One of Sputnik’s not-for-profit clients recently asked me to participate in a workshop, run by them, about their website. Alarm bells went off when I read the structure (and they fact that for some reason digital was being considered in-situ) and despite voicing my concerns, it went ahead. They were extremely bullish about the possibilities. Fifteen employees were pulled together from different departments, and for an entire day all of us sat around a large table musing about how the web was going to change their organisation.
Everyone put in their two cents, and then we used the old sticker routine of marking which ideas we liked the best by placing a colourful dot next to our preferred paths.
Nothing much ended up resulting from the workshop. Just because every department in your organisation is a stakeholder in your site doesn’t mean that they should be involved in the day-to-day strategy of creating a website.
In fact, it’s better to have as few people as possible involved in the development of a strategy. Effective ideas are rarely enacted through endless committee meetings; or if they are, by the time they are made reality they are diluted and distorted beyond recognition. You need an efficient, bold, focused team to be leaders in your organisation.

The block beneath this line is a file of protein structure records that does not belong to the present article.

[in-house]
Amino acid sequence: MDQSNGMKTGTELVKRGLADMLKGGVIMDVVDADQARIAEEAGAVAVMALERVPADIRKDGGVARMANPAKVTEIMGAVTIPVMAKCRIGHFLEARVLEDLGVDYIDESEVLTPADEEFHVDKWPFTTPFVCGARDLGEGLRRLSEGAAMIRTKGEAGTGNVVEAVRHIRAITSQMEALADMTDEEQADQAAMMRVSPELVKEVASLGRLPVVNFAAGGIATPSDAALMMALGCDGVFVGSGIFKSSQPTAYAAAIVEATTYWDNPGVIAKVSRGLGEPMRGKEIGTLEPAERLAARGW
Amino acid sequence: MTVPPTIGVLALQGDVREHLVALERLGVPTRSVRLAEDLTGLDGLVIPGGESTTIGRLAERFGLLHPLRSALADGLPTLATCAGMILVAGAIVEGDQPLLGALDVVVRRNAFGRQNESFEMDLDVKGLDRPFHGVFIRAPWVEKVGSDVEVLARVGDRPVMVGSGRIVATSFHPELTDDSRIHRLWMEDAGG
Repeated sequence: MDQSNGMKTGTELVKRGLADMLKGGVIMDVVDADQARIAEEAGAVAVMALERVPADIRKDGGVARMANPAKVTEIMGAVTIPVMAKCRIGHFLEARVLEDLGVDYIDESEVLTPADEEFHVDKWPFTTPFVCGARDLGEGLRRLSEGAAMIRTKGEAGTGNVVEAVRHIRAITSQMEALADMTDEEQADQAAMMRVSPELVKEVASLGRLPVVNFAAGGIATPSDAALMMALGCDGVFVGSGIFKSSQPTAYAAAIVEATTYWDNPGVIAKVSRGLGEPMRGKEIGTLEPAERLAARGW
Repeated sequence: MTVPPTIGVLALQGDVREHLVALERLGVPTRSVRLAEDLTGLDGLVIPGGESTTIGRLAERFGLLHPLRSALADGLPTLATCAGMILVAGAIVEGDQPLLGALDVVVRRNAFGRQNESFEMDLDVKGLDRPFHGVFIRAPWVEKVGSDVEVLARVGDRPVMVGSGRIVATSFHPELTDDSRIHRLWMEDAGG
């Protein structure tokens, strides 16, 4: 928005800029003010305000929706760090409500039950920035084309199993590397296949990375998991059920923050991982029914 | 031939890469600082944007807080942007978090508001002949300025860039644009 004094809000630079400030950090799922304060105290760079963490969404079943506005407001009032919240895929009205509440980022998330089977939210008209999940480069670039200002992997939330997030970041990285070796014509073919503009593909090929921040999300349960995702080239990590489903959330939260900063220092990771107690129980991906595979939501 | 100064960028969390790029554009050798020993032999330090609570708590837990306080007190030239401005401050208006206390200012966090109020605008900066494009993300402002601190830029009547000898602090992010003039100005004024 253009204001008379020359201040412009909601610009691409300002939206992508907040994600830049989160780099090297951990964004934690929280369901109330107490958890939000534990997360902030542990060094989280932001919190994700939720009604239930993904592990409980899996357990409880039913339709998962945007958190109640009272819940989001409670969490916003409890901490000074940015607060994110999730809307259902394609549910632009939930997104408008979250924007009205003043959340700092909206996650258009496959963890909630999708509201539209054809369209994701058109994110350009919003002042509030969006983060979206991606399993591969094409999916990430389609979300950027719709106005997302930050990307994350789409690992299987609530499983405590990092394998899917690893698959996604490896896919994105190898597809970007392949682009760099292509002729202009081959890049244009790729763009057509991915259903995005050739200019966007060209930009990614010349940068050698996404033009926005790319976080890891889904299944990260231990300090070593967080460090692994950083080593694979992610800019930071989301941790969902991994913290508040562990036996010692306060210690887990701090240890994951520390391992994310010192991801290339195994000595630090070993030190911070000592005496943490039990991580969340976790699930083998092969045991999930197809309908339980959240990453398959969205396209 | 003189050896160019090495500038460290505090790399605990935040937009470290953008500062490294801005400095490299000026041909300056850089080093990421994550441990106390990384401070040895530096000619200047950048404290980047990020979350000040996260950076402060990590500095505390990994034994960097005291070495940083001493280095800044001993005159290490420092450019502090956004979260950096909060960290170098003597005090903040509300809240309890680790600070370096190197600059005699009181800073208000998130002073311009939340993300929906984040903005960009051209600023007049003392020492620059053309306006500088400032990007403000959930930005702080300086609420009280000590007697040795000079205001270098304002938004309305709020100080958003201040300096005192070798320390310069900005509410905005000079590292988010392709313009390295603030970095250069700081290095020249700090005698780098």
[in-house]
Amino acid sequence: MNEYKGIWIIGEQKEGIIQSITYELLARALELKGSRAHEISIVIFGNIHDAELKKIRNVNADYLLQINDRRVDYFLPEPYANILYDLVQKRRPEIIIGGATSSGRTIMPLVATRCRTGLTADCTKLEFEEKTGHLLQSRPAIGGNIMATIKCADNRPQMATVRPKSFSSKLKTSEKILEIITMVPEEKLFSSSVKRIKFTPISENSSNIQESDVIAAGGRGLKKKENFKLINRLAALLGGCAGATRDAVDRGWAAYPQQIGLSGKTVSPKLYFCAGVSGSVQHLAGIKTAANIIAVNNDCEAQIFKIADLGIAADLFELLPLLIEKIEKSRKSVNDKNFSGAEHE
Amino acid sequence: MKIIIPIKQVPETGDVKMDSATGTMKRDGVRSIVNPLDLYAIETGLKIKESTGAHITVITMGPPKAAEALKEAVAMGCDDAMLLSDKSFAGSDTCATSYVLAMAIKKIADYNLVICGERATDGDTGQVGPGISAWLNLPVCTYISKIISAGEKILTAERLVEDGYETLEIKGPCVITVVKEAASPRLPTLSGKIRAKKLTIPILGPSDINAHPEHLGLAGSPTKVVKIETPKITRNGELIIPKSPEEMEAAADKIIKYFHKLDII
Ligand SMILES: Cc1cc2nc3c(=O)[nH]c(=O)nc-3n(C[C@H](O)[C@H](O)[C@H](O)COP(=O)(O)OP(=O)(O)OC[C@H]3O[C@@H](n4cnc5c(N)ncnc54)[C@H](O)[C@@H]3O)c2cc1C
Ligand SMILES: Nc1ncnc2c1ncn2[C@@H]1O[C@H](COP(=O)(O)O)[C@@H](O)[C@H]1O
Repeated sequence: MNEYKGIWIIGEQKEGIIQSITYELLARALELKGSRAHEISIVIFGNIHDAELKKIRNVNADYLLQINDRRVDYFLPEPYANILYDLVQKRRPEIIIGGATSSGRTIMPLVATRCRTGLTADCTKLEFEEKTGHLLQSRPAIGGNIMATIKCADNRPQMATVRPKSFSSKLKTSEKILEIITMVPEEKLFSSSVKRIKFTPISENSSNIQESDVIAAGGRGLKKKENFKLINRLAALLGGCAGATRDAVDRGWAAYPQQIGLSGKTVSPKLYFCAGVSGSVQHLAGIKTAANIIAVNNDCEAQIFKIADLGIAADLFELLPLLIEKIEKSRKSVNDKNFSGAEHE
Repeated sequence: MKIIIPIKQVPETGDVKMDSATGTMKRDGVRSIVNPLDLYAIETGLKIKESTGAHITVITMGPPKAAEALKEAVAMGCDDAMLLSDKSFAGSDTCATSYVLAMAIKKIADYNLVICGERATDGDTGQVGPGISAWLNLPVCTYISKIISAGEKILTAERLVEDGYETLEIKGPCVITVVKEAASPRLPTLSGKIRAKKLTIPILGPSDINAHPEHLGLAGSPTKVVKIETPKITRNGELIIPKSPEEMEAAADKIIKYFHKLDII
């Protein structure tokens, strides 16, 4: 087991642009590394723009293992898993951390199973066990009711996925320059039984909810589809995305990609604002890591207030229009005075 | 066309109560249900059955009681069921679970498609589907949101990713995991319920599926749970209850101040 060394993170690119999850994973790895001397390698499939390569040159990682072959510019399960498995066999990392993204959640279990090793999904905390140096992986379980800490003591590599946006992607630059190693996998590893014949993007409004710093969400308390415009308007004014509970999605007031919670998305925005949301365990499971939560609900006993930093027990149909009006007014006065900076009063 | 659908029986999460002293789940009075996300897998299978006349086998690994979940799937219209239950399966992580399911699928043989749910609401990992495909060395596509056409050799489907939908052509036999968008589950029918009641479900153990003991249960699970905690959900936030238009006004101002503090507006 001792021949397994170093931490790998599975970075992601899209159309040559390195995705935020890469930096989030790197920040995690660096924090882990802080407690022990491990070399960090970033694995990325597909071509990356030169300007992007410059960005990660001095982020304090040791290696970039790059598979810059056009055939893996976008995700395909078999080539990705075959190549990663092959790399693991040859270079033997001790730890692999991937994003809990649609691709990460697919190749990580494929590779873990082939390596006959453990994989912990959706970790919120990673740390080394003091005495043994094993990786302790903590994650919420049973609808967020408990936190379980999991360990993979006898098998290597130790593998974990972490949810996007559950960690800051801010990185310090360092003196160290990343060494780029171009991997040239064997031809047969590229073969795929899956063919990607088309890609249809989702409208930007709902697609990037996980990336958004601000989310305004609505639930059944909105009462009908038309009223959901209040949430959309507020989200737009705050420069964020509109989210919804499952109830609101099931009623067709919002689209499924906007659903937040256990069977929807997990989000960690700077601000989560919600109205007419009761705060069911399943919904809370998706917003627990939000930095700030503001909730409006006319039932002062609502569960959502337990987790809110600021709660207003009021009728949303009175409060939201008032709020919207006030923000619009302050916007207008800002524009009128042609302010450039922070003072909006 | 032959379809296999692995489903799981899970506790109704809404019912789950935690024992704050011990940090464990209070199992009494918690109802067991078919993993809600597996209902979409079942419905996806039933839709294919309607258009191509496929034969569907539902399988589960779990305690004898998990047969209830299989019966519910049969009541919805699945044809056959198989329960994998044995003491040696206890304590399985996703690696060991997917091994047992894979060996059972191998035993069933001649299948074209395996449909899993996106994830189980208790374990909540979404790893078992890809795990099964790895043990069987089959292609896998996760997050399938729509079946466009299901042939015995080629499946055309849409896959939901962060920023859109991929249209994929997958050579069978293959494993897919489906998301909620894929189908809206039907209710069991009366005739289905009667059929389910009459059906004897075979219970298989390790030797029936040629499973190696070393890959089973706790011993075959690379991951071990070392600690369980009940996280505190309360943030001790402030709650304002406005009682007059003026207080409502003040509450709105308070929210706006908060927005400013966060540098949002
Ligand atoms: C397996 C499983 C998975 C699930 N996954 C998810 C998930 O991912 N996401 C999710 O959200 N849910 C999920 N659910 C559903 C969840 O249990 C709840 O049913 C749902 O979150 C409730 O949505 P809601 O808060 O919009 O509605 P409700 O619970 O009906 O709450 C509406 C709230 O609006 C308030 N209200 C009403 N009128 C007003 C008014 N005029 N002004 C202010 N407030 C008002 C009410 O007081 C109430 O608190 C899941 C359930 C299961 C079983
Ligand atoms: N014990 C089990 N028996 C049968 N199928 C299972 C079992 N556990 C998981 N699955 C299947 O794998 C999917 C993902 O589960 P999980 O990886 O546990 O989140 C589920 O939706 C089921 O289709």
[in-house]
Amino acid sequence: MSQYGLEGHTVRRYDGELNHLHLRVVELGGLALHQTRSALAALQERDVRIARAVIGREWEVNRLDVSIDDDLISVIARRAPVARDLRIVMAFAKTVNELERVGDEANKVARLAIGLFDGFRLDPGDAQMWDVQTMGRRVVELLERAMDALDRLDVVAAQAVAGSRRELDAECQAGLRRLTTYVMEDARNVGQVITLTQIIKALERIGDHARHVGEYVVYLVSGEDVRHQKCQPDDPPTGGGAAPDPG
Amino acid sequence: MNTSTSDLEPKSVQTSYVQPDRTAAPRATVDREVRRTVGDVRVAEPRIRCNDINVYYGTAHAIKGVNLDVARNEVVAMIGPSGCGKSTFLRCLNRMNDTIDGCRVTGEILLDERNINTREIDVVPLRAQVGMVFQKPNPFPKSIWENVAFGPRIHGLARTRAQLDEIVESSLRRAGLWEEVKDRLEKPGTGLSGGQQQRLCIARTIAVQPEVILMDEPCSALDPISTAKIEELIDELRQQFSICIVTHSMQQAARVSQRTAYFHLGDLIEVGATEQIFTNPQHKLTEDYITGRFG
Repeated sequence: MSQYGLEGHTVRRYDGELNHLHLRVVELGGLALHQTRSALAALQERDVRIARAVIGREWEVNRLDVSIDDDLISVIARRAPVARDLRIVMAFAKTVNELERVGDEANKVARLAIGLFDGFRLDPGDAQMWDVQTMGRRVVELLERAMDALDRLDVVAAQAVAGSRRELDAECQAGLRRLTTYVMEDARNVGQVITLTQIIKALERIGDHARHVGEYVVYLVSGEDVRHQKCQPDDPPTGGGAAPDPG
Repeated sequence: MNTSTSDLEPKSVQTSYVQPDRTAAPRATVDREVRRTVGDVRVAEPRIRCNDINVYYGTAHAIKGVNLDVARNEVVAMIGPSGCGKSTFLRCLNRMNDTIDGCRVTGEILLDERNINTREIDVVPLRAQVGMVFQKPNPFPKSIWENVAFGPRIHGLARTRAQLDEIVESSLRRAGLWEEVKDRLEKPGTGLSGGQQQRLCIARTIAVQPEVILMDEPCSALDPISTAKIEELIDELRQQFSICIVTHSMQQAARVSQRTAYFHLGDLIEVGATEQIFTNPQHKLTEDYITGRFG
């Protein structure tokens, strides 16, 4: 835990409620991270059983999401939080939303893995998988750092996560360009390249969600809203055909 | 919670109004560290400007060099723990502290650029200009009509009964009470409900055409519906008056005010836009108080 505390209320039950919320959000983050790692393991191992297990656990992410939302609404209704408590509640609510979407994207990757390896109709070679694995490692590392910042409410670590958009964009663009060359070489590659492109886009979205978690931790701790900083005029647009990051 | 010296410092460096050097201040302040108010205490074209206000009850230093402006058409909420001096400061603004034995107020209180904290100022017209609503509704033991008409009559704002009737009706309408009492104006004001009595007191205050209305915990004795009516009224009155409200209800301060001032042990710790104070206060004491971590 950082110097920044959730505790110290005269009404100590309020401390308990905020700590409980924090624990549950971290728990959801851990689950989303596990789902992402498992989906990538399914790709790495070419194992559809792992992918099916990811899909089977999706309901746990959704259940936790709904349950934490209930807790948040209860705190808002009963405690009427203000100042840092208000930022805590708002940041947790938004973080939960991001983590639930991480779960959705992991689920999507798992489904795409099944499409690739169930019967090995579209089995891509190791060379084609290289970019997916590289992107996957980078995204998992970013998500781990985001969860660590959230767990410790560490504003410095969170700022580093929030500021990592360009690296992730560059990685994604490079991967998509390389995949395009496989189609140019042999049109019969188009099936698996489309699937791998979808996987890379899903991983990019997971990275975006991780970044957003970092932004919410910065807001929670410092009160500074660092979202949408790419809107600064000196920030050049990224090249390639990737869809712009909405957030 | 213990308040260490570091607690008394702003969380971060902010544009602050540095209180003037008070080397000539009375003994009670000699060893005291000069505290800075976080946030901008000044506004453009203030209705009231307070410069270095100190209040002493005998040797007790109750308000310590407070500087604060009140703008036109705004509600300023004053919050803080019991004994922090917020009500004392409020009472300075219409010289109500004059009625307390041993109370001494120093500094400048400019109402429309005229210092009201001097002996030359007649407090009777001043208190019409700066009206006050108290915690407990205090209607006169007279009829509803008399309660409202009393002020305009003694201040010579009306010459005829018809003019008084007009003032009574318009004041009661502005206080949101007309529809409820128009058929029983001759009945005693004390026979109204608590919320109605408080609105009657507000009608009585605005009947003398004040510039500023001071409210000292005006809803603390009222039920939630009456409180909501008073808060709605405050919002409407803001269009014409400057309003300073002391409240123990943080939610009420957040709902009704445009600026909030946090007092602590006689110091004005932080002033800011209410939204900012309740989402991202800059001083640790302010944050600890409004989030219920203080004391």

So how do you choose who should be involved? Try and limit it to two people, three at a stretch. Many organisations that try to have a smaller team leading digital struggle to work out who these people should be. The answer to that depends on why you have a website.
One department that should not control the vision for the website is your IT section. IT is a conduit to the outcomes that you want to achieve. Your outcomes are not IT related outcomes, they are business outcomes.
Technology should be invisible and play no part in determining how you use the web. Good technology should be a given. This will probably upset your IT people, especially as we all know how sensitive they are. But this is a discussion that needs to take place.
A lot of nonprofits separate their fundraising from their marketing functions, and then try to do the same online. I don’t believe that the web is a good place for “last mile fundraising” (actually gaining donations), but it is a brilliant channel to market your brand and make it top of mind.
Typically there is a tussle over whether the home page should be focussed on soliciting donations or simply conveying your marketing message. The truth is that your website needs to be focused on why people will connect with your cause, not why they should donate. These are two different things.
By way of consequence, if people connect with your brand they will end up donating. Yet so many people put these two elements on the same level. Plastering your website with “how to donate” makes no sense; it should be focused on why.
So given this theory, who owns the website? It should not be the fundraising team, though their voice should be heard on the site. It definitely should not be your IT people. It should be your marketing department, and it needs buy in from the key visionary in your organisation.
The web is a channel for brand extension as well as being functional, but unless your message is spot on, all your time and money invested in transactional outcomes will be wasted. The marketing department becomes the hub for your online activities, and all the services and functions are the spokes.